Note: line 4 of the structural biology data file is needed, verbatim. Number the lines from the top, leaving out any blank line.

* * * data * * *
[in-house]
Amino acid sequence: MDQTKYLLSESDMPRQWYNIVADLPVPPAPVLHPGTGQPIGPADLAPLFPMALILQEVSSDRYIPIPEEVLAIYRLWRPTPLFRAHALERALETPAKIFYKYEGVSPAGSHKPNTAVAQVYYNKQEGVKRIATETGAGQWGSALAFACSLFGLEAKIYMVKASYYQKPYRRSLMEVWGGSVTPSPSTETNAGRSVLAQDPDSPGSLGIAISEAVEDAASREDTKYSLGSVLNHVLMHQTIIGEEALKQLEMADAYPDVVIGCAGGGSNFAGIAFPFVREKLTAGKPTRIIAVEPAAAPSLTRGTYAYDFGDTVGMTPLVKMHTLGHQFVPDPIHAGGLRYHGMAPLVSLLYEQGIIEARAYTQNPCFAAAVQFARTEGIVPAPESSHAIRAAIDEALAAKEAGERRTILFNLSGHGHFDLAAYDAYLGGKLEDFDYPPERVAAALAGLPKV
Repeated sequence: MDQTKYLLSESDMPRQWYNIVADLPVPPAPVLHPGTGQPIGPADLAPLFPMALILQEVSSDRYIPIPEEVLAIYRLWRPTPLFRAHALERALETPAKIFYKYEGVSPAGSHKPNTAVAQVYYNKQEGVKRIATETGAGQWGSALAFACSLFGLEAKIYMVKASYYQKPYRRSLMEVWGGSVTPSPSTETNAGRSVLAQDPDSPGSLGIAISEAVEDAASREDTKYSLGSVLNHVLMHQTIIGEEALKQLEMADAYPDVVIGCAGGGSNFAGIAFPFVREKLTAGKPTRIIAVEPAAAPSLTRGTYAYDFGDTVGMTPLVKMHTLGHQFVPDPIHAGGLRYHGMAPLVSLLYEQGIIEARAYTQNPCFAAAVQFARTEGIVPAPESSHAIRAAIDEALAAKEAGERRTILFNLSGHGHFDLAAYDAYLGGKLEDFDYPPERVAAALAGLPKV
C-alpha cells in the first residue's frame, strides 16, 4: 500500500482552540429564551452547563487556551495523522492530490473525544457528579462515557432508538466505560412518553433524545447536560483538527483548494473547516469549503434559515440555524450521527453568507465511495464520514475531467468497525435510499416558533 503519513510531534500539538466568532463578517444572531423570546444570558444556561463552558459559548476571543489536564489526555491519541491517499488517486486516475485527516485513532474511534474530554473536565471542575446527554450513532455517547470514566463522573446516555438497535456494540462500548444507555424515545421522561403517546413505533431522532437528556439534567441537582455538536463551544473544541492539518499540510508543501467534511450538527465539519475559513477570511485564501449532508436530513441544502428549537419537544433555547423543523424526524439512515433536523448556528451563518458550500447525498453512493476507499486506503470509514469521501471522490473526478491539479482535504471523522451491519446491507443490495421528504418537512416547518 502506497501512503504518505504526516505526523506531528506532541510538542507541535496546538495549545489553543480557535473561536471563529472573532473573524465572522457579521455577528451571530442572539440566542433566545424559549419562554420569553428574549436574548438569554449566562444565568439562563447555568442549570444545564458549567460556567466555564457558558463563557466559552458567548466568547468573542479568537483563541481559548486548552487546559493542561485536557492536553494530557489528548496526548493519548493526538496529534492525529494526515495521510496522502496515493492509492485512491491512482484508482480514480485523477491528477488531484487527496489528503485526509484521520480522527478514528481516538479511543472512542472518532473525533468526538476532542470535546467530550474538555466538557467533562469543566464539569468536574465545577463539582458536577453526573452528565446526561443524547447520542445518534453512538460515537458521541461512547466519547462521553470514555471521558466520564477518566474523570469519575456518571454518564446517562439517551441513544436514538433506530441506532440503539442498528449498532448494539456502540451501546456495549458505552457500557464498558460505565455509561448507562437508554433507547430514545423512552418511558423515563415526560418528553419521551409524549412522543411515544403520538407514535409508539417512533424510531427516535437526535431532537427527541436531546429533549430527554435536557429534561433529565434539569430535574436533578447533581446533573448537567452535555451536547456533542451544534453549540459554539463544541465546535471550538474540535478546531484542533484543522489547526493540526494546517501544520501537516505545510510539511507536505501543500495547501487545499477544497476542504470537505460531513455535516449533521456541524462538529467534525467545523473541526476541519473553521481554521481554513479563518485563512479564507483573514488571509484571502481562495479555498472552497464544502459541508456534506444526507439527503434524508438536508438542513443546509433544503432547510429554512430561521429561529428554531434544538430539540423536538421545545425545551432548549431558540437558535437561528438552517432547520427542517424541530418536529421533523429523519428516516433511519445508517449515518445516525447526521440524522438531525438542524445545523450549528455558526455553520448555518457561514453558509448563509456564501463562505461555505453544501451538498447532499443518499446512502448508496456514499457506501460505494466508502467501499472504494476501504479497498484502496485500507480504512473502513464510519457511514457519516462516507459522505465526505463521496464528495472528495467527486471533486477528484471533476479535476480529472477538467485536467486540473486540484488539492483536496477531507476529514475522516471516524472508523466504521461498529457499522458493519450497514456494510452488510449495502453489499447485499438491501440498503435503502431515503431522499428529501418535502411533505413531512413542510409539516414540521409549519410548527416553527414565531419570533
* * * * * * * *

C-alpha cells in the first residue's frame, strides 16, 4: 500500500482552540429564551452547563487556551495523522492530490473525544457528579462515557432508538466505560412518553433524545447536560483538527483548494473547516469549503434559515440555524450521527453568507465511495464520514475531467468497525435510499416558533 503519513510531534500539538466568532463578517444572531423570546444570558444556561463552558459559548476571543489536564489526555491519541491517499488517486486516475485527516485513532474511534474530554473536565471542575446527554450513532455517547470514566463522573446516555438497535456494540462500548444507555424515545421522561403517546413505533431522532437528556439534567441537582455538536463551544473544541492539518499540510508543501467534511450538527465539519475559513477570511485564501449532508436530513441544502428549537419537544433555547423543523424526524439512515433536523448556528451563518458550500447525498453512493476507499486506503470509514469521501471522490473526478491539479482535504471523522451491519446491507443490495421528504418537512416547518 502506497501512503504518505504526516505526523506531528506532541510538542507541535496546538495549545489553543480557535473561536471563529472573532473573524465572522457579521455577528451571530442572539440566542433566545424559549419562554420569553428574549436574548438569554449566562444565568439562563447555568442549570444545564458549567460556567466555564457558558463563557466559552458567548466568547468573542479568537483563541481559548486548552487546559493542561485536557492536553494530557489528548496526548493519548493526538496529534492525529494526515495521510496522502496515493492509492485512491491512482484508482480514480485523477491528477488531484487527496489528503485526509484521520480522527478514528481516538479511543472512542472518532473525533468526538476532542470535546467530550474538555466538557467533562469543566464539569468536574465545577463539582458536577453526573452528565446526561443524547447520542445518534453512538460515537458521541461512547466519547462521553470514555471521558466520564477518566474523570469519575456518571454518564446517562439517551441513544436514538433506530441506532440503539442498528449498532448494539456502540451501546456495549458505552457500557464498558460505565455509561448507562437508554433507547430514545423512552418511558423515563415526560418528553419521551409524549412522543411515544403520538407514535409508539417512533424510531427516535437526535431532537427527541436531546429533549430527554435536557429534561433529565434539569430535574436533578447533581446533573448537567452535555451536547456533542451544534453549540459554539463544541465546535471550538474540535478546531484542533484543522489547526493540526494546517501544520501537516505545510510539511507536505501543500495547501487545499477544497476542504470537505460531513455535516449533521456541524462538529467534525467545523473541526476541519473553521481554521481554513479563518485563512479564507483573514488571509484571502481562495479555498472552497464544502459541508456534506444526507439527503434524508438536508438542513443546509433544503432547510429554512430561521429561529428554531434544538430539540423536538421545545425545551432548549431558540437558535437561528438552517432547520427542517424541530418536529421533523429523519428516516433511519445508517449515518445516525447526521440524522438531525438542524445545523450549528455558526455553520448555518457561514453558509448563509456564501463562505461555505453544501451538498447532499443518499446512502448508496456514499457506501460505494466508502467501499472504494476501504479497498484502496485500507480504512473502513464510519457511514457519516462516507459522505465526505463521496464528495472528495467527486471533486477528484471533476479535476480529472477538467485536467486540473486540484488539492483536496477531507476529514475522516471516524472508523466504521461498529457499522458493519450497514456494510452488510449495502453489499447485499438491501440498503435503502431515503431522499428529501418535502411533505413531512413542510409539516414540521409549519410548527416553527414565531419570533